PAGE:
This project sets out to understand the ‘cosmopolitan condition’.
Issues / Core Themes
- Defining cosmopolitanism.
- Localism versus cosmopolitanism.
- What are the wider implications of cosmopolitanism?
- Is cosmopolitanism fully attainable, and if so is it desirable?
- What would a cosmopolitan world look like: socially, politically, geographically, economically and culturally?
- How might cosmopolitan norms be decided?
- To what extent is political cosmopolitanism – a united world order – a desirable development of moral cosmopolitanism?
- Cosmopolitan identity: how is it formed; is it only theoretical?
- How does cosmopolitanism fit with nature?
- ‘The Other’: difference, diversity, similarity, solidarity.
- How does cosmopolitanism relate to women’s rights, poverty, housing, discrimination, health?
- What should the approach of the cosmopolite be towards the refugee crisis and the advancement of developing countries?
- What stance ought cosmopolitanism take towards national borders?
- To what extent do peace, economic stability and human rights depend upon a cosmopolitan outlook?
- What are the dangers of unfettered cosmopolitanism?
- The local, the regional and the global (governance, trade, defence, self-determination)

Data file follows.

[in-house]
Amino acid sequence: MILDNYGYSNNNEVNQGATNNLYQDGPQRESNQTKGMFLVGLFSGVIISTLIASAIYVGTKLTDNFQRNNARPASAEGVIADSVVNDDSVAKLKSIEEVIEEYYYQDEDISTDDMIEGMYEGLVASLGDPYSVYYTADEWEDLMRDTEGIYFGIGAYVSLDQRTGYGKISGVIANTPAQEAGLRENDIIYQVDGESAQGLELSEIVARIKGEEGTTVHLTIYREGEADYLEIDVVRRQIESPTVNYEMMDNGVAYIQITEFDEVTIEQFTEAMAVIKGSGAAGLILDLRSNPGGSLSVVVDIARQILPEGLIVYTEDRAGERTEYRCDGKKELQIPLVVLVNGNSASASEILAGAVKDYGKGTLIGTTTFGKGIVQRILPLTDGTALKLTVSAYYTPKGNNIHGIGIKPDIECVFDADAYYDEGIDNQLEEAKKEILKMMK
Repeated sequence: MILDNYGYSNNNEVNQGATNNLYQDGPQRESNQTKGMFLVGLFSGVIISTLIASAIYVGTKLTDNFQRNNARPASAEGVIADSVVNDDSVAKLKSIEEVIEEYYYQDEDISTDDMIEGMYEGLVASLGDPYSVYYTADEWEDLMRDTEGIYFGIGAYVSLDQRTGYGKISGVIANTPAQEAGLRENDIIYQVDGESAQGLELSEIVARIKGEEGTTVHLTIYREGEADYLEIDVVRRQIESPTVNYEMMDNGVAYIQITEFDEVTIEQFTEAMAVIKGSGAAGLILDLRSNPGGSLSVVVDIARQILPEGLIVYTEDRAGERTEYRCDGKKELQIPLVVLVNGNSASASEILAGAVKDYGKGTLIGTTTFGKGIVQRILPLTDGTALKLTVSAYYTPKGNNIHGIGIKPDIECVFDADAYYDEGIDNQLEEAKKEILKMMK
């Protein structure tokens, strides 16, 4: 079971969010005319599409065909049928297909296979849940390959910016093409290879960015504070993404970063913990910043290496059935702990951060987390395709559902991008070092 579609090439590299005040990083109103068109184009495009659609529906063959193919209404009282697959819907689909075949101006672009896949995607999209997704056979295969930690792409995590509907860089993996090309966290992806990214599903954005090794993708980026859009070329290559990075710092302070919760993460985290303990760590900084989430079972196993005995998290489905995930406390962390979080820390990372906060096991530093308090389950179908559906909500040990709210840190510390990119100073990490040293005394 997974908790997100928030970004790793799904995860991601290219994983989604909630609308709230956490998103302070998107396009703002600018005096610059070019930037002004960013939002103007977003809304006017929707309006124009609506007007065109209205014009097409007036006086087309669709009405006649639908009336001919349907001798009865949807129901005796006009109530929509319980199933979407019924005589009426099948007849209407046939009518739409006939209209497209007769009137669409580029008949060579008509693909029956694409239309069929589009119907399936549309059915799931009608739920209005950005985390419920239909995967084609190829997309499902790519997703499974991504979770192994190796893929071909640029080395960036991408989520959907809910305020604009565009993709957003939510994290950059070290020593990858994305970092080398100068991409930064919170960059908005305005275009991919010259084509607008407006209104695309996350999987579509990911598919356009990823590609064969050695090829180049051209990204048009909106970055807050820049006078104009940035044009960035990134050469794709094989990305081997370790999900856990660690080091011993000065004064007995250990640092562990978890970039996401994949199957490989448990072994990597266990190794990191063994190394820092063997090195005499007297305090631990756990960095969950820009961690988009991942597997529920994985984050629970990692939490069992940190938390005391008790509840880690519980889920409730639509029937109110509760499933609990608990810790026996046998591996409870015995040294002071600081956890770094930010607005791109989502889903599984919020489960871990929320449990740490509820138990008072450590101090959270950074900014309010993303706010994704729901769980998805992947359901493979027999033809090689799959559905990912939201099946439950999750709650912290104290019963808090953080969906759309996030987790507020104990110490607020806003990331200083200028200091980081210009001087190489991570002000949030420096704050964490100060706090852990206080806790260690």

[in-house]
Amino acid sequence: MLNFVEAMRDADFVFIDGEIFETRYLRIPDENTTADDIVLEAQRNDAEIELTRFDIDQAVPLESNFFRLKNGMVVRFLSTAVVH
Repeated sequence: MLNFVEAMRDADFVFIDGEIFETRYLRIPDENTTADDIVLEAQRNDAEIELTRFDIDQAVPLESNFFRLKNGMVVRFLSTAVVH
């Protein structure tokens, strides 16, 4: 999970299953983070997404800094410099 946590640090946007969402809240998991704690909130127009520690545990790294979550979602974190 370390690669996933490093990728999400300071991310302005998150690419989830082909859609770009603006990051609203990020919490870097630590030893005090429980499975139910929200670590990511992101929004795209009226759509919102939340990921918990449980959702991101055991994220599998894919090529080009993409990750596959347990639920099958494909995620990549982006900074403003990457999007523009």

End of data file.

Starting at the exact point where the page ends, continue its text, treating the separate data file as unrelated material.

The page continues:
- What are the barriers to a cosmopolitan existence?
Given the interdisciplinary nature of the conference, and recognising that different groups express themselves in various formats and mediums, we would like participants – both from within and from outside academia – to explore the concept of Cosmopolitanism in ways that include, but are not limited to:
How does cosmopolitanism relate to the following -
- Cosmopolitanism and migration
- Cosmopolitanism and public policy
- Cosmopolitanism and conflict
- Cosmopolitanism and fanaticism
- Cosmopolitanism and urban planning
- Cosmopolitanism and mass displacement
- Cosmopolitanism and religion
- Cosmopolitanism and post-colonialism
- Cosmopolitanism and information and communications technology
- Cosmopolitanism and social cohesion
- Cosmopolitanism and individual liberty
- Cosmopolitanism and social geography
- Cosmopolitanism and the arts
- Cosmopolitanism and literature
- Cosmopolitanism and academia
- Cosmopolitanism and philanthropy
- Cosmopolitanism and global health
- Cosmopolitanism and diversity
- Cosmopolitanism and fear
Who would this appeal to?